Should our summers be about something more than likes on a newsfeed?Anna Jennings

One of the best parts of being a university student is undoubtedly the summer break - it’s twice as long as ever before in our academic careers, and there seem to be almost limitless possibilities for a great summer experience. Facebook fills up with vacation photos, both aspirational and thoroughly cringe-worthy, and on the return to Cambridge the conversation descends all too quickly into ‘hilarious’ holiday stories, most of which lose their lustre after the end of Fresher’s Week.

It seems clear that there’s a lot of pressure to have a ‘great’ summer, though, whether that be a prestigious internship or a trip halfway around the globe. Is it really that important to make your summer holiday instagrammable, with a selection of amusing anecdotes? I would have to say that it’s not.

This isn’t (just) a complaint about the irritating crap that fills my newsfeed from the start of July onwards for a solid two months, it’s a question as to what and why our priorities for the summer really are. The simple answer is that this really does depend on your aspirations and current position. For example, there’s less pressure on first-year students to get an internship as they have more time before graduating.

Likewise, certain career paths have very defined routes which students must take: engineering students, for instance, are required to complete eight weeks’ work experience before starting their third year. It’s also important to consider the cost of different experiences: for many students, it’s vital to have a source of income during the holidays as having a job in term time is strongly frowned upon.

So why do people take different options? The lure of foreign travel is clear: plenty spend a ‘gap yah’ finding themselves on South-East Asian beaches - and there’s nothing wrong with spending time away to recuperate after exam season, whether that be with friends or family. The other, longer-term forms travel can take are two-fold.

One of these is so-called ‘voluntourism’, a rather suspect kind of charity of which the less said, the better. The other is working abroad. This is naturally-beneficial for those studying language degrees, or for students with ambitions of working in a particular country in the future.

However, I have to question whether, teaching English as a foreign language, for example, is a good investment of time or money. Programmes such as these are generally cost-neutral at best, and frequently dependent on acquiring travel bursaries from colleges - for which there are limited funds available at most colleges, with discrepancies across the University. After completing such programmes, students are rewarded with a TEFL qualification and an ‘experience’ of a foreign nation. Both of these are ‘transferable skills’ with very limited use at best.

I don’t wish to overly criticise this sort of scheme. But while it’s often fun and satisfying, the benefits are basically the same as a holiday. The same can’t be said of unpaid (or poorly paid) internships. While the situation in the UK is significantly better than the US, bad-quality, low-pay internships are possibly the worst use of a summer break imaginable.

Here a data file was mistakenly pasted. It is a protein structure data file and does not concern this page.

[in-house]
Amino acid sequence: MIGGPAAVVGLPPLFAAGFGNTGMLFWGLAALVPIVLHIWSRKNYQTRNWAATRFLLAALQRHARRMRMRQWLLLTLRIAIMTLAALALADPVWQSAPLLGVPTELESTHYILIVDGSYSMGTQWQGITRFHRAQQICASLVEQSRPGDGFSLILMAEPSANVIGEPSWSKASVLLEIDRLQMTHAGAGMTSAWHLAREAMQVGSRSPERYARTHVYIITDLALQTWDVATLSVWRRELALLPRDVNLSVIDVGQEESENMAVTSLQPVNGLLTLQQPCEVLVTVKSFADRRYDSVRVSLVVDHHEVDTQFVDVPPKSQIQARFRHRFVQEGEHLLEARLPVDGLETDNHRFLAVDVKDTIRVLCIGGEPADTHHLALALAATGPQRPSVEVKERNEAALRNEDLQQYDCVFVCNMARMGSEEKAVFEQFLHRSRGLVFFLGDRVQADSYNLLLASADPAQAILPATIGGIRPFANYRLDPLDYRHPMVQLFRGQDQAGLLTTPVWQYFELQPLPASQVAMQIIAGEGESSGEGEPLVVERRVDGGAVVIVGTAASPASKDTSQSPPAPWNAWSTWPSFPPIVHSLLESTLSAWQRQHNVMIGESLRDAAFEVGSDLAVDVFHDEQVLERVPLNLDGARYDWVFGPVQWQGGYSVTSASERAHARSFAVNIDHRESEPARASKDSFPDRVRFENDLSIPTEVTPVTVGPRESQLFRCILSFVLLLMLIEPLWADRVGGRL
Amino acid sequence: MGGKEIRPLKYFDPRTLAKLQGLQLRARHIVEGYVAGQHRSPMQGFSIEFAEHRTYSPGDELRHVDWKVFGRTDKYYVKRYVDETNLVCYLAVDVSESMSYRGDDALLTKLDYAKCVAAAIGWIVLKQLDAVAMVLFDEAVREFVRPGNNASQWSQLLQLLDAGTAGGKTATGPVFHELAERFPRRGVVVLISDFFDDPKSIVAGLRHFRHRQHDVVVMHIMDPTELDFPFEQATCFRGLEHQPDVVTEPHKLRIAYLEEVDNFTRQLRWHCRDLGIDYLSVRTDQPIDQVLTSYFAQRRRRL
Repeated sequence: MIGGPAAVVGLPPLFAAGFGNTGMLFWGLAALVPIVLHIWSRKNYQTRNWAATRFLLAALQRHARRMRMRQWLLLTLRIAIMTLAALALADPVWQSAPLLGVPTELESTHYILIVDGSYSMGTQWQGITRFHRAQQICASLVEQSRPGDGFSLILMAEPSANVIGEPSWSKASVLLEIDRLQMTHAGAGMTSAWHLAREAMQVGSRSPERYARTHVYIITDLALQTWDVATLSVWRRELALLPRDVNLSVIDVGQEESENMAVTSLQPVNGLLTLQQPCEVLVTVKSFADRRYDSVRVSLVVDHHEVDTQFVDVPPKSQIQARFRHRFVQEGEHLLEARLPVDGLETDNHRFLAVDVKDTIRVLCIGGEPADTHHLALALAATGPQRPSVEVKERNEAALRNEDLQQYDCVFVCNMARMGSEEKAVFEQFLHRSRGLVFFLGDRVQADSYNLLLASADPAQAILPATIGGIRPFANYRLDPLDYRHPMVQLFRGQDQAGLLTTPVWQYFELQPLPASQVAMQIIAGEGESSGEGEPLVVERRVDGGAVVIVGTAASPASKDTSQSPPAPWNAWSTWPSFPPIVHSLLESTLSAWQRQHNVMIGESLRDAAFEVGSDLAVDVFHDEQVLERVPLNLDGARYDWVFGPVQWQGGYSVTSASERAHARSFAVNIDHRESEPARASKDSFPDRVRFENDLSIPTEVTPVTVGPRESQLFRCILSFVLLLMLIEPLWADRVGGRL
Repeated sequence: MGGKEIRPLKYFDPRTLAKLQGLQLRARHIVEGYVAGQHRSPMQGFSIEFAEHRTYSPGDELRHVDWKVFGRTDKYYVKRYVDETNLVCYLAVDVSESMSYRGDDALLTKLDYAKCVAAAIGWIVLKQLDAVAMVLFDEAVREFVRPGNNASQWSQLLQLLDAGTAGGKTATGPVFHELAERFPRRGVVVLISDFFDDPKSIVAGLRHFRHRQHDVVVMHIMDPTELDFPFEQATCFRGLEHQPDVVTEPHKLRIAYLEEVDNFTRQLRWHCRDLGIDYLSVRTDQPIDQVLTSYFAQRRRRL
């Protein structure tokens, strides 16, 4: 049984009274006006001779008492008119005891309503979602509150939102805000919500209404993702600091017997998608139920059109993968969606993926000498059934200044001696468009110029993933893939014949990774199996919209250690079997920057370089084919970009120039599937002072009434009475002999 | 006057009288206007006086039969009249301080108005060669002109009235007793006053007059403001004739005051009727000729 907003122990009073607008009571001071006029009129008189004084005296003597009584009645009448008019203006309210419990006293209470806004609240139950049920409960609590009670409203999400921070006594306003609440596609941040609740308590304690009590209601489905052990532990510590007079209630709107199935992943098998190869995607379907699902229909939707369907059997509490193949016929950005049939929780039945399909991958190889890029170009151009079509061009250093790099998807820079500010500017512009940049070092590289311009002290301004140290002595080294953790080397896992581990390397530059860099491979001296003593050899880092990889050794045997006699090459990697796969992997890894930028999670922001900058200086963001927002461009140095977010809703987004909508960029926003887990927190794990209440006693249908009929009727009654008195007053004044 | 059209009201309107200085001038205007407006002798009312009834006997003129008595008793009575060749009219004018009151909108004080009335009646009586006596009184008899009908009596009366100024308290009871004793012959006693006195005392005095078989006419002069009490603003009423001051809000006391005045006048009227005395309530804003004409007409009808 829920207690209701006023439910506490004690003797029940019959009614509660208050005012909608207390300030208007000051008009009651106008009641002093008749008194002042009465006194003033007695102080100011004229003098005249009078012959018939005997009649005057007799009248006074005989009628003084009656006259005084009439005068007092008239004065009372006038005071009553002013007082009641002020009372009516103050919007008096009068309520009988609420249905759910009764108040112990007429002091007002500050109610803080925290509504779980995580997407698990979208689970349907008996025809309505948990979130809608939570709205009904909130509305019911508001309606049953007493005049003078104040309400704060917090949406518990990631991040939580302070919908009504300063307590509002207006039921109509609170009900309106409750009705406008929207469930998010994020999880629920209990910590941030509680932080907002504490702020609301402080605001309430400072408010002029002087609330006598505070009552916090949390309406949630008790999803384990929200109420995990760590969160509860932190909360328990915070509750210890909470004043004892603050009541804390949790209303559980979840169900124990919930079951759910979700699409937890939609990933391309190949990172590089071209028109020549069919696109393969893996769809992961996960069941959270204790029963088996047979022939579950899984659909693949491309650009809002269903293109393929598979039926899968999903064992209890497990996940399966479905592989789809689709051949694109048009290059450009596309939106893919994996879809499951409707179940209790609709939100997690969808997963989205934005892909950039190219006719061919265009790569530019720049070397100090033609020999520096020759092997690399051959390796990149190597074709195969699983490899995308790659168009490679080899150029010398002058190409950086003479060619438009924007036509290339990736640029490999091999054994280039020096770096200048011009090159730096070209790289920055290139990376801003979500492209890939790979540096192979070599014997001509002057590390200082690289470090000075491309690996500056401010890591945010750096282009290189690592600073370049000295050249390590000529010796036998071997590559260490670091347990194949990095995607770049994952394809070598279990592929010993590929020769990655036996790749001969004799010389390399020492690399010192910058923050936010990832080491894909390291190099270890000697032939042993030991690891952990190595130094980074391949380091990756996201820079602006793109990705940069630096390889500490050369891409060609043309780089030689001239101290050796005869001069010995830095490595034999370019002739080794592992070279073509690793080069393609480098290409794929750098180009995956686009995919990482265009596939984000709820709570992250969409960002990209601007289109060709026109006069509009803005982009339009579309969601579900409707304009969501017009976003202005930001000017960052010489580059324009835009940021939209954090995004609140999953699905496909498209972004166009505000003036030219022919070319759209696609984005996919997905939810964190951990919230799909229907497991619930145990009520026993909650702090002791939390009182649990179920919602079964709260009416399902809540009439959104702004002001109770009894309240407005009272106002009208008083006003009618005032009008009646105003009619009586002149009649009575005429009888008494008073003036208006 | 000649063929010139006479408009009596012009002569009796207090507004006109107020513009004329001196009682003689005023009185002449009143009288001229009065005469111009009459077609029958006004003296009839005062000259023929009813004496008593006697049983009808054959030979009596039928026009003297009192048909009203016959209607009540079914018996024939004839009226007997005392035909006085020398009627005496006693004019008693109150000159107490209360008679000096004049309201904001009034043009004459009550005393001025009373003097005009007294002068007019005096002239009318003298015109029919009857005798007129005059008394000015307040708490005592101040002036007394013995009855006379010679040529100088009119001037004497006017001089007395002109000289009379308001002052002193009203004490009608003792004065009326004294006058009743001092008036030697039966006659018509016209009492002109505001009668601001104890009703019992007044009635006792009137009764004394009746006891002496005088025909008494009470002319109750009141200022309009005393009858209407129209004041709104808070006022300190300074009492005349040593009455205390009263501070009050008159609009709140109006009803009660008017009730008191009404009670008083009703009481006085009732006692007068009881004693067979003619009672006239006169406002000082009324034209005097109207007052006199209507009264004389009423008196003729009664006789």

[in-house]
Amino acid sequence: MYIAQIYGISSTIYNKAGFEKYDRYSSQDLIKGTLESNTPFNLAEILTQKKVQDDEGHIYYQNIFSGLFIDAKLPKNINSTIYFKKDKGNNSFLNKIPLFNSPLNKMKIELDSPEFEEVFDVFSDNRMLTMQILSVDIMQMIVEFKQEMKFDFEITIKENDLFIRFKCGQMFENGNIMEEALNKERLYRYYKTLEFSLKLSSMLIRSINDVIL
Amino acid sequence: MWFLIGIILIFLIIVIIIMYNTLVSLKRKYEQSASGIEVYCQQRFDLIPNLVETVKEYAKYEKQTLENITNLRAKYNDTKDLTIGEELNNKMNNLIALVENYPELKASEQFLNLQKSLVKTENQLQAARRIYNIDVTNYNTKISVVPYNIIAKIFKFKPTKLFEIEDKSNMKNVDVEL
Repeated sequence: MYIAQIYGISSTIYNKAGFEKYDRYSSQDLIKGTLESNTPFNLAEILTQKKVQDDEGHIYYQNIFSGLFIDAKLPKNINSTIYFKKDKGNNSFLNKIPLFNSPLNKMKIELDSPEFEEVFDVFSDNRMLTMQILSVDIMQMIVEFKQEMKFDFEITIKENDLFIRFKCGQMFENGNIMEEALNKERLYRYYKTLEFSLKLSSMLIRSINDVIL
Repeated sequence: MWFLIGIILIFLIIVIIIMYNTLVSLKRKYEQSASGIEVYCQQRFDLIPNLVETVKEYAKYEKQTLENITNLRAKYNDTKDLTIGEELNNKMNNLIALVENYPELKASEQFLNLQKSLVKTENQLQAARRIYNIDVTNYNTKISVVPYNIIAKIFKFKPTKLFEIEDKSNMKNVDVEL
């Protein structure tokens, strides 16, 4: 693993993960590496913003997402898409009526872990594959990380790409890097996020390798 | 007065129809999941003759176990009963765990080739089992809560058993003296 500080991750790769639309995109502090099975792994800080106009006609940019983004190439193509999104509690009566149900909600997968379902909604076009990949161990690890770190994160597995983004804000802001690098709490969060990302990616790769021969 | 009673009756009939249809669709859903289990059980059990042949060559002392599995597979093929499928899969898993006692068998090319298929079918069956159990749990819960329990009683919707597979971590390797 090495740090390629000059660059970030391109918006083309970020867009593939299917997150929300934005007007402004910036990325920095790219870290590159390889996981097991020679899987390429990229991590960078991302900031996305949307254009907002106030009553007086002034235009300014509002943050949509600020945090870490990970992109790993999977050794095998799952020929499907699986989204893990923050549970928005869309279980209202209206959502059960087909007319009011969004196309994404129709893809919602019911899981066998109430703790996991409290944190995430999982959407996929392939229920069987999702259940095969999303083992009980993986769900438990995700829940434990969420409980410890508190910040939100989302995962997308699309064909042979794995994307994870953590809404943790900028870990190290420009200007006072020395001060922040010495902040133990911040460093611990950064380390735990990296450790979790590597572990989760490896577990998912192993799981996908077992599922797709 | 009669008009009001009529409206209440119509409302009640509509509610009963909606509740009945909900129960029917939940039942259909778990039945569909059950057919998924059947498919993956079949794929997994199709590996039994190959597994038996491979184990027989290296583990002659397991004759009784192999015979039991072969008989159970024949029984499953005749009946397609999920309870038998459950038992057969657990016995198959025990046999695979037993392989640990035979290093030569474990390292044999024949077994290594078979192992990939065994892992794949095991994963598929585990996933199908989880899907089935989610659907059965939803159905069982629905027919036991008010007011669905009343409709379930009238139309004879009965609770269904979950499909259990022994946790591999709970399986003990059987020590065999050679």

Research suggests that those with unpaid internships on their CV are only slightly more likely than those with no internships to get paid employment, lagging far behind those who have completed paid internships. In fact, there is substantial evidence that those with unpaid internships have a smaller starting salary than these other groups.

However, for some career paths – particularly in the third sector, for example – a significant proportion of internships are unpaid, with the expectation that bursaries are available. This can discourage less well-off applicants from applying for these kinds of internships, which is clearly damaging to both employer and prospective employees alike. Even in cases where employers cover travel costs, these systems seem to favour students from wealthier backgrounds. When the choice is between spending money (on top of student debt) to gain uncertain access to a competitive career path or to work a minimum-wage job in order to pay university living costs, it becomes an instinctive decision for many.

While most colleges do offer some financial support for unpaid internships - particularly degree or university-related programmes - there is simply not enough funding to go around. This makes a paid internship or summer job the only viable summer option for many students. A summer job is a great way to spend time, often with flexible working hours, as well as guaranteed minimum wage pay (at least). A paid internship, however, seems to be the only definite way in which careers, in addition to the bank account, can be enhanced over the summer.

Much has been said about paid internships. Reports of interns being forced to work unsociable hours or driven to the point of exhaustion are frequent, particularly in regard to the City. Poor-quality internships in which students learn the fine arts of coffee ordering are also far too often less than useful. However, in my view, the current system leaves few other options for career-conscious students.

While it’s perfectly possible to fill summer up with different experiences, we as students need to have a hard look at how we spend our time away from Cambridge. Opportunities flock to those at Cambridge - to some more than others perhaps - but giving ourselves the chance to take them is the most important part. This year, please do something better with your summer than filling up my newsfeed.

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